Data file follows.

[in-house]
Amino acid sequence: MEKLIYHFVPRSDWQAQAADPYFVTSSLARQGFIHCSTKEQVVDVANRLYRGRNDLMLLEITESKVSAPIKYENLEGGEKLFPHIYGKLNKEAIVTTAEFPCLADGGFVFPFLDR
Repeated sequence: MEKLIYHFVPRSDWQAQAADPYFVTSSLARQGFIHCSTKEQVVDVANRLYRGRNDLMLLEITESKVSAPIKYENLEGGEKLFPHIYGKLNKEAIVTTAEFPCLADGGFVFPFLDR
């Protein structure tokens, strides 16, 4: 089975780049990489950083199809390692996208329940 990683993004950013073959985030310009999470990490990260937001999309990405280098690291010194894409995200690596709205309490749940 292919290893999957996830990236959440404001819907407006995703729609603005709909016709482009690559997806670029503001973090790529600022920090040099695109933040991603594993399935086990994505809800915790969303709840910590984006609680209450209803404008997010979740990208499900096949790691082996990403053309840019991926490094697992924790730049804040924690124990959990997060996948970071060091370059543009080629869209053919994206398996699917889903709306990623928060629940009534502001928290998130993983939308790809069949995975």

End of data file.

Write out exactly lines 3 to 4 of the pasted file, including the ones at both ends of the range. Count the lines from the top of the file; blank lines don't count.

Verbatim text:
Repeated sequence: MEKLIYHFVPRSDWQAQAADPYFVTSSLARQGFIHCSTKEQVVDVANRLYRGRNDLMLLEITESKVSAPIKYENLEGGEKLFPHIYGKLNKEAIVTTAEFPCLADGGFVFPFLDR
């Protein structure tokens, strides 16, 4: 089975780049990489950083199809390692996208329940 990683993004950013073959985030310009999470990490990260937001999309990405280098690291010194894409995200690596709205309490749940 292919290893999957996830990236959440404001819907407006995703729609603005709909016709482009690559997806670029503001973090790529600022920090040099695109933040991603594993399935086990994505809800915790969303709840910590984006609680209450209803404008997010979740990208499900096949790691082996990403053309840019991926490094697992924790730049804040924690124990959990997060996948970071060091370059543009080629869209053919994206398996699917889903709306990623928060629940009534502001928290998130993983939308790809069949995975």